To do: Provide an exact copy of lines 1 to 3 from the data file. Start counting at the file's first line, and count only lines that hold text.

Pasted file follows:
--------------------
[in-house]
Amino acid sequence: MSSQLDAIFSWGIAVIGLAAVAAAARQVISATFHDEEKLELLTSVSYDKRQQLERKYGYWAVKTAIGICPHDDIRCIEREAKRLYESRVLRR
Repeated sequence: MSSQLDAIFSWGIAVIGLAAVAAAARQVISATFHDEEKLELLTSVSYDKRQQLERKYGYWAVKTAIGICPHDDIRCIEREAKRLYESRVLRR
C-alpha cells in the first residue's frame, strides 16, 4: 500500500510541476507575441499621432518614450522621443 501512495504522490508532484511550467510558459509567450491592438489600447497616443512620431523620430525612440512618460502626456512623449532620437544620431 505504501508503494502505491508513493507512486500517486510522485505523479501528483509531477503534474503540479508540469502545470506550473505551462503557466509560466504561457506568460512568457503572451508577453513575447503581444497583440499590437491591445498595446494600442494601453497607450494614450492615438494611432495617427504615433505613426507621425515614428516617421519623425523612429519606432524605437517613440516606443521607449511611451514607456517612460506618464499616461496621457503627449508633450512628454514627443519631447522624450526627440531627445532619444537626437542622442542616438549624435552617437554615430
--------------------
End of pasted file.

[in-house]
Amino acid sequence: MSSQLDAIFSWGIAVIGLAAVAAAARQVISATFHDEEKLELLTSVSYDKRQQLERKYGYWAVKTAIGICPHDDIRCIEREAKRLYESRVLRR
Repeated sequence: MSSQLDAIFSWGIAVIGLAAVAAAARQVISATFHDEEKLELLTSVSYDKRQQLERKYGYWAVKTAIGICPHDDIRCIEREAKRLYESRVLRR